Ballet is an ethics and an etiquette, a physical and public expression of who we are, with a long past and deep roots in religious, political, and military thinking. It is also inherently contemporary: today’s dancers bring their “street” to the stage. Across its history, dancers and choreographers have articulated a vision of society and civic culture, which was at its origins courtly and aristocratic but in the 20th century became public and democratic. The history of ballet is integral to the history of western civilization.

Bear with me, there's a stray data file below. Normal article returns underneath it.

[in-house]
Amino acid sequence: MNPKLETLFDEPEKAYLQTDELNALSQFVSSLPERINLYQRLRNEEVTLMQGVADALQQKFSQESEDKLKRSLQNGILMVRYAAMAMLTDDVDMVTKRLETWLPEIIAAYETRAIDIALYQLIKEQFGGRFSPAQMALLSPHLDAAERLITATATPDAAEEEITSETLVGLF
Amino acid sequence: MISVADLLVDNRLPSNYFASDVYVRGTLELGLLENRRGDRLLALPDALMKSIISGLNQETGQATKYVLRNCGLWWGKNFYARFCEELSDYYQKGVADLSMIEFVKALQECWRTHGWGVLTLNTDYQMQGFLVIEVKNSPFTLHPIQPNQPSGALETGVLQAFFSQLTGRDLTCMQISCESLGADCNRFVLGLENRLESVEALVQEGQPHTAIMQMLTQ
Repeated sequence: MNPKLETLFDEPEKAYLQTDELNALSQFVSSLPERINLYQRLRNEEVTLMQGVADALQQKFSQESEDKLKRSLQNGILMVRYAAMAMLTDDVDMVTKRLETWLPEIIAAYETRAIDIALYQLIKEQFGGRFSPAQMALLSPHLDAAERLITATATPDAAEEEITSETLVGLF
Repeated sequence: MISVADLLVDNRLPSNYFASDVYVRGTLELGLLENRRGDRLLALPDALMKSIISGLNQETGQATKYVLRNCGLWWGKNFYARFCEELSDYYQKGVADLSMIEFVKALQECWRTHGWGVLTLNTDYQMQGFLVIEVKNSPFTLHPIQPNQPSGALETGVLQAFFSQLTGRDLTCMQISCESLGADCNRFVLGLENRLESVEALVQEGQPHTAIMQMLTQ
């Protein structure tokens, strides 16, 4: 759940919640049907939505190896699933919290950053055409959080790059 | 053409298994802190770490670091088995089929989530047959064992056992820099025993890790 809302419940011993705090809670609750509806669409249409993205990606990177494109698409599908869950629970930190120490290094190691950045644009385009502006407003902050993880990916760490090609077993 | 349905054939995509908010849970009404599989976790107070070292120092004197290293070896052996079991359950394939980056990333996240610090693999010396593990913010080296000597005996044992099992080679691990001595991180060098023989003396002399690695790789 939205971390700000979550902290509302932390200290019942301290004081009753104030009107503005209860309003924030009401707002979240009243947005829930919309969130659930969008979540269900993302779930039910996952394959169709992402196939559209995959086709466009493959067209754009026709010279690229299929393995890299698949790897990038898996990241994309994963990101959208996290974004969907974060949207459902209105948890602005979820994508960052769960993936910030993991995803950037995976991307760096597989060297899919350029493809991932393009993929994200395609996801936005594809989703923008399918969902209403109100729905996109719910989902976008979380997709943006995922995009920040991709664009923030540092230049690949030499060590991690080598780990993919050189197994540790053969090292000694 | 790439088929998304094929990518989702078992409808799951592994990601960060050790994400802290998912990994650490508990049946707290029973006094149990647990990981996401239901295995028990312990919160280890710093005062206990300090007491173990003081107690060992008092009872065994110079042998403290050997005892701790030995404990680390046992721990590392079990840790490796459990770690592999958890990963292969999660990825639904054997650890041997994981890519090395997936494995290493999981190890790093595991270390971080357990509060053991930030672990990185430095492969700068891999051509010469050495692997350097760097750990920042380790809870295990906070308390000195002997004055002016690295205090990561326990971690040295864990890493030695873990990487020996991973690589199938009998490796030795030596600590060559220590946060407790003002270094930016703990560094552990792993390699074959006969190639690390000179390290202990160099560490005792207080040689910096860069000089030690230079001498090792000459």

What exactly do we mean by “ballet”? Ballet is a system of training based on a linear and geometrically proportioned organization of the human body. What it looks like after that is up to artists. It is a wide-ranging performing art, bringing together the arts and the sciences from music, poetry, and design to economics, physics, and technology.
Ballet today is adrift: even when it is good—fine dancers or choreography—it is relegated to the margins of culture and thought of as “elite” and “inaccessible.” It has become increasingly specialized and has lost its connection to people and the ways we live. Universities, for their part, have given little recognition to ballet. Its history, skills, and practices have been marginal to the study of the life of the mind. This represents a significant gap in the history of culture.